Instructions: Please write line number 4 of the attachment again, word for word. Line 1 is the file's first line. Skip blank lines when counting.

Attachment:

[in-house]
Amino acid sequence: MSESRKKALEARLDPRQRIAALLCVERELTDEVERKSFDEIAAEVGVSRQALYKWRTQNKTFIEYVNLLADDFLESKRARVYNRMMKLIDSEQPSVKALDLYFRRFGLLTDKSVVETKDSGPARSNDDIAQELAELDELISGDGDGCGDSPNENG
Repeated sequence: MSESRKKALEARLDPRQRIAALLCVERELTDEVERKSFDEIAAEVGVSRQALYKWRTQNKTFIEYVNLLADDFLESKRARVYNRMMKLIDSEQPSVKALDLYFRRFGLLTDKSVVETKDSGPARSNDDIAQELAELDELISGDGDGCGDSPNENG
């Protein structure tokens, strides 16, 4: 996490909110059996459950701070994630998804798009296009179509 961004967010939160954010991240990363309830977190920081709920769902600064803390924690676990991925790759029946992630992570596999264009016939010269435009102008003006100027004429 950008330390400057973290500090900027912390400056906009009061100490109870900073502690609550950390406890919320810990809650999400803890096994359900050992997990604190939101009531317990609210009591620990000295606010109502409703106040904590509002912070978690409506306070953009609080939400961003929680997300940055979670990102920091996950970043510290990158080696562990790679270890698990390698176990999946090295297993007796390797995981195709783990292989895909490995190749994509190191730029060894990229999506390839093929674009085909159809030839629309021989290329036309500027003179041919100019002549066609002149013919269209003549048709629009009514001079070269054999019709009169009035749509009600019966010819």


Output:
């Protein structure tokens, strides 16, 4: 996490909110059996459950701070994630998804798009296009179509 961004967010939160954010991240990363309830977190920081709920769902600064803390924690676990991925790759029946992630992570596999264009016939010269435009102008003006100027004429 950008330390400057973290500090900027912390400056906009009061100490109870900073502690609550950390406890919320810990809650999400803890096994359900050992997990604190939101009531317990609210009591620990000295606010109502409703106040904590509002912070978690409506306070953009609080939400961003929680997300940055979670990102920091996950970043510290990158080696562990790679270890698990390698176990999946090295297993007796390797995981195709783990292989895909490995190749994509190191730029060894990229999506390839093929674009085909159809030839629309021989290329036309500027003179041919100019002549066609002149013919269209003549048709629009009514001079070269054999019709009169009035749509009600019966010819």